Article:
Wetlands are often called “keystone natural communities” because of the important role many wetlands play in biogeochemical cycling, the control of flooding, the support of extensive and rich food chains, the prevention of shoreline erosion, and a host of other ecological functions. Northern Vermont has a rich diversity of freshwater wetland natural communities.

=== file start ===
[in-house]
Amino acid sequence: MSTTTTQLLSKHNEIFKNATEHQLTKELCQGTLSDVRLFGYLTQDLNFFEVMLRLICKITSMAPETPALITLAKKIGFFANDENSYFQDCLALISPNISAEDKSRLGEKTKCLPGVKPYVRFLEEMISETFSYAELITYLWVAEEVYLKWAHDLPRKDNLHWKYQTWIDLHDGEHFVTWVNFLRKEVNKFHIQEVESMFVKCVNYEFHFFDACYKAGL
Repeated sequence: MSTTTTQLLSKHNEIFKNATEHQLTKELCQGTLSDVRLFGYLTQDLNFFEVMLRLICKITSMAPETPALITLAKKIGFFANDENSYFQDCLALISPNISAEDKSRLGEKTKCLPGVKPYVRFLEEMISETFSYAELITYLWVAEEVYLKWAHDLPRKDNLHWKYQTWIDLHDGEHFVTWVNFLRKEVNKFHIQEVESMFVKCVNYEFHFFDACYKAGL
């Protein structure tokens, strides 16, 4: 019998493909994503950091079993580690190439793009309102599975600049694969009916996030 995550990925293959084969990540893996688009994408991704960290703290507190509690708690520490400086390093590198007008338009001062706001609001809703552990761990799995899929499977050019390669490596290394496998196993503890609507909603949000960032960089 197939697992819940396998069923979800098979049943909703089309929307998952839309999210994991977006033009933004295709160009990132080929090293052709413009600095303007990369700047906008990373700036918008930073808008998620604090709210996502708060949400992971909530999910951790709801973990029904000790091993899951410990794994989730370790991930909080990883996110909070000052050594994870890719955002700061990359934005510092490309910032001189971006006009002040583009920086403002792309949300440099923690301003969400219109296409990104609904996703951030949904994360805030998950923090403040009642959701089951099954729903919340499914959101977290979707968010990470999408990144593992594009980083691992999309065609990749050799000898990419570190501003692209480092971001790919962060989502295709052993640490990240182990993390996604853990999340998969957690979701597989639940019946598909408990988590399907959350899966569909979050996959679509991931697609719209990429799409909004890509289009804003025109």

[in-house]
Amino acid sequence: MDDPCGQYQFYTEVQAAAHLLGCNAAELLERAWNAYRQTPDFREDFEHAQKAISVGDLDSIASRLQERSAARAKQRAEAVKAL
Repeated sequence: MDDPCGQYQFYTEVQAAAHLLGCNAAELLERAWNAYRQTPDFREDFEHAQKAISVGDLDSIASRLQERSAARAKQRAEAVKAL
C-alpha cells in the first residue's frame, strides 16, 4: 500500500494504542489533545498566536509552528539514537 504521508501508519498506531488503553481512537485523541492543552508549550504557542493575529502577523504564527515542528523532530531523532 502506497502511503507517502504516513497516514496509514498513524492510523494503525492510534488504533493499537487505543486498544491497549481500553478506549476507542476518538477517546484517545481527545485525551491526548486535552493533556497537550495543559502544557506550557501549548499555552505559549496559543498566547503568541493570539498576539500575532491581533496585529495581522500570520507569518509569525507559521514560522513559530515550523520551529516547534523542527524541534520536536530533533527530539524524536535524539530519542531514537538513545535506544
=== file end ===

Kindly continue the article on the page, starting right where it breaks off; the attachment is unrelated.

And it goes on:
The objective of this course is to provide student’s with an understanding of the ecology of freshwater wetland ecosystems, including their flora and fauna, biogeochemical processes, and the critical ecological functions and services they provide. The topographic, geomorphic, climatic, geologic, and floristic diversity of northern Vermont provides an extensive opportunity to study first-hand a large variety of wetland types, including floodplain forests, hardwood and softwood swamps, alpine peatlands, bogs and fens, vernal pools, seeps, marshes, wet shores, and meadows. Students will study the various types of wetlands through extensive field time combined with readings and classroom learning. The course includes a strong practical component, including identification of wetland flora and fauna, classification of wetland natural communities, and methodologies for wetland assessment and delineation. An overview of wetland protection strategies including state and federal regulatory programs as well as local conservation initiatives will be discussed.